Westrel Keen (Mr. Keen)

Created by Robert W. Chambers
Developed for radio by Frank and Anne Hummert

Robert W. Chambers was an American author who, over a long career, cranked out over seventy novels in assorted genres, mostly historical and romantic works. But in the beginning he wrote mostly fantasy and horror. In fact, his first successful work was a collection of weird tales entitled The King in Yellow (1895), which purportedly had a huge influence on H.P. Lovecraft, and no doubt enjoyed a boost in sales when the first season of HBO’s True Detective television series revolved around a string of crimes committed by the elusive “Yellow King.” 

But The King in Yellow was not Chambers’ biggest contribution to pulp culture–in the early part of the twentieth century, he wrote a handful of short stories for The Saturday Evening Post and The Idler, about WESTREL KEEN, the “Tracer of Lost Persons.”

Keen and Co., the agency he managed, was a going concern, occupying prime office space in New York City, and employing a large staff that includes a “gaily liveried negro” as a servant/receptionist. The firm was so successful, in fact, that personal interviews with Mr. Keen were, of necessity, made “a week in advance.”

As for Mr. Keen, he was “a tall, grey man, faultlessly dressed in a drey suit, and wearing white spats… the lean, well-groomed type of gentleman suggested a retired colonel of cavalry, unmistakably well-bred fromends of his dropping gray mustache to his immaculate spats.” He was also prone to miraculous leaps of deduction (rarely, if ever, explained) that would make Sherlock Holmes gasp in astonishment.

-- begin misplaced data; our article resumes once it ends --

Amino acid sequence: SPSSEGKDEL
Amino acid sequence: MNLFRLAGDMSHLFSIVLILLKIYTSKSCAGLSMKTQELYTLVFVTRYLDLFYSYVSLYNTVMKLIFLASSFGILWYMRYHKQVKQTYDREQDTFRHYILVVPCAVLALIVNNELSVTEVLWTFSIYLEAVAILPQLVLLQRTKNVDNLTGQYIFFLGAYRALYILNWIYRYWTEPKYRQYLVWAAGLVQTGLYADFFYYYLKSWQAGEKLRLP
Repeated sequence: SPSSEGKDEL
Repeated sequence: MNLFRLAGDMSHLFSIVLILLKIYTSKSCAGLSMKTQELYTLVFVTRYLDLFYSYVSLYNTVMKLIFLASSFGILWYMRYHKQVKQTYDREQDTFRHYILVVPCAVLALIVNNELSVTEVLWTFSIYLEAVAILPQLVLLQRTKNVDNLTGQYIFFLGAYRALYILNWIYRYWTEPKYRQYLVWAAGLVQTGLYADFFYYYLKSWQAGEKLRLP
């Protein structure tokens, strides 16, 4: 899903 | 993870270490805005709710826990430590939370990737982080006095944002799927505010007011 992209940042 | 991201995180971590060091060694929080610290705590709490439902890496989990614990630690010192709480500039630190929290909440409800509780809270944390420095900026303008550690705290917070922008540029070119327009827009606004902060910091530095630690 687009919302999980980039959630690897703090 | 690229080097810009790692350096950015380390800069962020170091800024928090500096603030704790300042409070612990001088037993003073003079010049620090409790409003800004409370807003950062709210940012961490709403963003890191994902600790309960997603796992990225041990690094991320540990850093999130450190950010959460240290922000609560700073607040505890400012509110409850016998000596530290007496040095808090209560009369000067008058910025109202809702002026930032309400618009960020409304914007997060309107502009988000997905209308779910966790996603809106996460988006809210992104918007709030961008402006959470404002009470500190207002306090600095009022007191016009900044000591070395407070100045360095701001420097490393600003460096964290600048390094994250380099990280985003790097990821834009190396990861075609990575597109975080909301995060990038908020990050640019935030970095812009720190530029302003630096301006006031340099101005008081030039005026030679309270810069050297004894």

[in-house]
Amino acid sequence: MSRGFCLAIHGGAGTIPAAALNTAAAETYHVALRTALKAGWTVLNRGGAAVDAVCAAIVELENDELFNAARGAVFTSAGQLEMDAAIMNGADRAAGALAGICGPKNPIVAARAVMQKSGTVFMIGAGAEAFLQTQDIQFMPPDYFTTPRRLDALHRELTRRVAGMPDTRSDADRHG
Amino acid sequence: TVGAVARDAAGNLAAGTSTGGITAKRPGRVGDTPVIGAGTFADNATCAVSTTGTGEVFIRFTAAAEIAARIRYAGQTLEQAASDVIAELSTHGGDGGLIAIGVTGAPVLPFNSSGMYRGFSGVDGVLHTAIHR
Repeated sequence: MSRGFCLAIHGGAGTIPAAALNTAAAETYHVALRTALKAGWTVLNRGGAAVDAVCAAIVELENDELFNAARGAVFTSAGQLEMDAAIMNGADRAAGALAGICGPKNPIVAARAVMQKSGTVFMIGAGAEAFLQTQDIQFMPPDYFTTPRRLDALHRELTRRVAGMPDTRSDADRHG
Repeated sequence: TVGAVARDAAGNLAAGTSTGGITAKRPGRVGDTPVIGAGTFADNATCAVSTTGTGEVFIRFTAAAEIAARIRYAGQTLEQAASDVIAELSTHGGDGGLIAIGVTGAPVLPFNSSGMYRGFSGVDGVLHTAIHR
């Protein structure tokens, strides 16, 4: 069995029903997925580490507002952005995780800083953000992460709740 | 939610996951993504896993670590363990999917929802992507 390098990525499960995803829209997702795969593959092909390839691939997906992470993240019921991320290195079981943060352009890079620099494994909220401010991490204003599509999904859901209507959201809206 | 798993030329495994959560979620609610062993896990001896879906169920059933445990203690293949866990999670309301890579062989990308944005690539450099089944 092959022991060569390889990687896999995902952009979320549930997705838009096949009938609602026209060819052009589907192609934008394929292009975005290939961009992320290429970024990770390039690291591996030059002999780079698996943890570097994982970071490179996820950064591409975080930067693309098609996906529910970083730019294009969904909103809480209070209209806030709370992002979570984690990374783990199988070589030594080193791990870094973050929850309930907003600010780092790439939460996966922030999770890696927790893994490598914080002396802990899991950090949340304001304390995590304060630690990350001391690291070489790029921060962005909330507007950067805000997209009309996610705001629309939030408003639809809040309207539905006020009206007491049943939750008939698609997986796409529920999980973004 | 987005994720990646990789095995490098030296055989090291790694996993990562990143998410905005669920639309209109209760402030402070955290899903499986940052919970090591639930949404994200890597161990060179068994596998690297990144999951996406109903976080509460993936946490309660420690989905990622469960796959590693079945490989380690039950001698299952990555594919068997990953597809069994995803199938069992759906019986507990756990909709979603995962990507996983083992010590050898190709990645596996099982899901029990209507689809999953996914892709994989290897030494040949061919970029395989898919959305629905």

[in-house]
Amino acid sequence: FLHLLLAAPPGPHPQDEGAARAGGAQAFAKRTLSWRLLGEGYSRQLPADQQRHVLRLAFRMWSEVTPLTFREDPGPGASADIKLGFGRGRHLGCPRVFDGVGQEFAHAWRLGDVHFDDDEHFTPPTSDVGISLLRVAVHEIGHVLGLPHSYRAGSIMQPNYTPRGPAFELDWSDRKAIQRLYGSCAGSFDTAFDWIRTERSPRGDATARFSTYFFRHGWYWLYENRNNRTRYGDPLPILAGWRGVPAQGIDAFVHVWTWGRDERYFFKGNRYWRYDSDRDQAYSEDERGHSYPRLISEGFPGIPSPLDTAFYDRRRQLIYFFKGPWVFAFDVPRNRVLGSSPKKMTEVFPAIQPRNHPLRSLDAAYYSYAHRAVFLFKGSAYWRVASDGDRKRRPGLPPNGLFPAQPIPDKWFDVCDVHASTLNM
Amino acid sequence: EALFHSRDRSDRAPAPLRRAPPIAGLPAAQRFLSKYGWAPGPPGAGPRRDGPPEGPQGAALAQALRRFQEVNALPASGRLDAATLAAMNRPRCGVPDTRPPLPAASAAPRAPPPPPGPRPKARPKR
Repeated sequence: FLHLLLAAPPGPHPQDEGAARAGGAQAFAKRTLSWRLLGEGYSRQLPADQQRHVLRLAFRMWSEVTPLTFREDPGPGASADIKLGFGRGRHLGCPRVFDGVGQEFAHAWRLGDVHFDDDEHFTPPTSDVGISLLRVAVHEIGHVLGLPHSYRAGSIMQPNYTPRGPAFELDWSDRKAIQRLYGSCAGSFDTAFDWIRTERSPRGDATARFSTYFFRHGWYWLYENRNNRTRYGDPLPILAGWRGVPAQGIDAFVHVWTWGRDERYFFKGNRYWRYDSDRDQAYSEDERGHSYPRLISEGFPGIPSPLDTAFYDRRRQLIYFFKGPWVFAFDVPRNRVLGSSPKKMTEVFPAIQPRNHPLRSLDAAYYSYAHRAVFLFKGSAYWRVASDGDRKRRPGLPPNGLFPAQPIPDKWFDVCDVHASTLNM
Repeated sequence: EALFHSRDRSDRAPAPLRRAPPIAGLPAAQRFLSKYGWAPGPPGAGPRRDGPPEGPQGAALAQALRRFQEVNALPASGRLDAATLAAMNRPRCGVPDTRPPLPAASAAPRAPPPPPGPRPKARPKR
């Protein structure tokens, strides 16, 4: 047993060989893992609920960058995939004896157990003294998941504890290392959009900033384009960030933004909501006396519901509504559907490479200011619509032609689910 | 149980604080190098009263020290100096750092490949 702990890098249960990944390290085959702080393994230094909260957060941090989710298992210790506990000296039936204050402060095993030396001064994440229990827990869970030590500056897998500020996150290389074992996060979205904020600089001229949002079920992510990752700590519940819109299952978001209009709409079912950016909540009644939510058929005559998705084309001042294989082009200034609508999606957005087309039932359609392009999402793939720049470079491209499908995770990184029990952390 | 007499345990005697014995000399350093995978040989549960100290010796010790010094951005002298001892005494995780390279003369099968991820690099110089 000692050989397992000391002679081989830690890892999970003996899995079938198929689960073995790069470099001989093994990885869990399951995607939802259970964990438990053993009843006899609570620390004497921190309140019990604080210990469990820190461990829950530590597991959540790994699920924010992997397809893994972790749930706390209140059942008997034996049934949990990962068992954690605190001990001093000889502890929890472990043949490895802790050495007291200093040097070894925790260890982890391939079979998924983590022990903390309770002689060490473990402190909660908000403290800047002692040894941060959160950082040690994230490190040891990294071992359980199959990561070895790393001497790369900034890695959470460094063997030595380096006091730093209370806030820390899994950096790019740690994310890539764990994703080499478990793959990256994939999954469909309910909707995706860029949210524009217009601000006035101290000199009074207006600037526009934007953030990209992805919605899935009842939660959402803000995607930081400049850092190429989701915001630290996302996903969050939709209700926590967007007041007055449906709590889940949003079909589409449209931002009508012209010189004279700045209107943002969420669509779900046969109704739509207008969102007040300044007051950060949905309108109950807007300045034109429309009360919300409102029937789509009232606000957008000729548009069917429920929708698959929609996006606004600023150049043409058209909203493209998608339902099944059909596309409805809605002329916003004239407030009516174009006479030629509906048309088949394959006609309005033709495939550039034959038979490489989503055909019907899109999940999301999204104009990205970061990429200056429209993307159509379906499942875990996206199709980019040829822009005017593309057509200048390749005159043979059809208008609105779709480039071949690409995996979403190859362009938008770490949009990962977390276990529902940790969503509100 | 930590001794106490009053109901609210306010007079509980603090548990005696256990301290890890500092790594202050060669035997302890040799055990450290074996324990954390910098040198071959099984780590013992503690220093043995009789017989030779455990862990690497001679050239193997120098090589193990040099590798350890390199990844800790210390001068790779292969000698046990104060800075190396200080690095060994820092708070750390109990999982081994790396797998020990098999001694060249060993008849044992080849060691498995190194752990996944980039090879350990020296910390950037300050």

Nonetheless, the stories are fun reads, full of the detective fiction hokum of the era, but they didn’t exactly set the world on fire, Still, somebody must have recalled them fondly, because thirty years later the character re-emerged on the radio. “Mr. Keen, Tracer of Lost Persons” and ran an amazing eighteen years and comprised almost 1700 episodes.

This Mr. Keen was often more of a matchmaker-for-hire than a detective. Most sources for the radio show, though, credit producers Frank and Anne Hummert as the creators, although most shows boasted that the show was “based on the novel Mr. Keen.”

It was one of network radio’s longest running detective shows, although listening to it now, it would be difficult to explain exactly why. Mr. Keen was still based in New York city, but now he was a kind, elderly (and rather boring) sleuth, and with the aid of his loyal but bumbling assistant, Mike Clancy, was on the airwaves from 1937 to 1955, logging nearly 20 years of crime solving. The series came out of the soap opera fiction factory of Frank and Anne Hummert and encompassed most of the trite dialogue and snail-paced plotting of daytime serials.

Over the years it changed days, time slots, sponsors, and even networks (although it was usually on CBS). It was a 30 minute weekly show for nearly all of it run, changing to the daily 15-minute show in 1952. Bennett Kilpack was the voice of Mr. Keen and Jim Kelly played Clancy. Later in the run Keen was played by Arthur Hughes and finally, Phil Clarke.

Early in the series, the writers forgot about the title and Mr. Keen just solved murders. But the familiar title, and its theme song, “Someday I’ll Find You”, were simply too popular to change. The plots were so contrived the audience had usually figured out the solution before Mr. Keen tried to explain it to Clancy. Exactly who this duo worked for was never stated; they simply worked cases without the police. Keen was a cordial old gent and Clancy the genial but dull Irishman, and no one in the stories ever seemed to challenge their right to jump in on a case. Aproximately 60 episodes, spanning most the 17 years on the air, still exist today, and the fond meories, among a certain demographic, remain.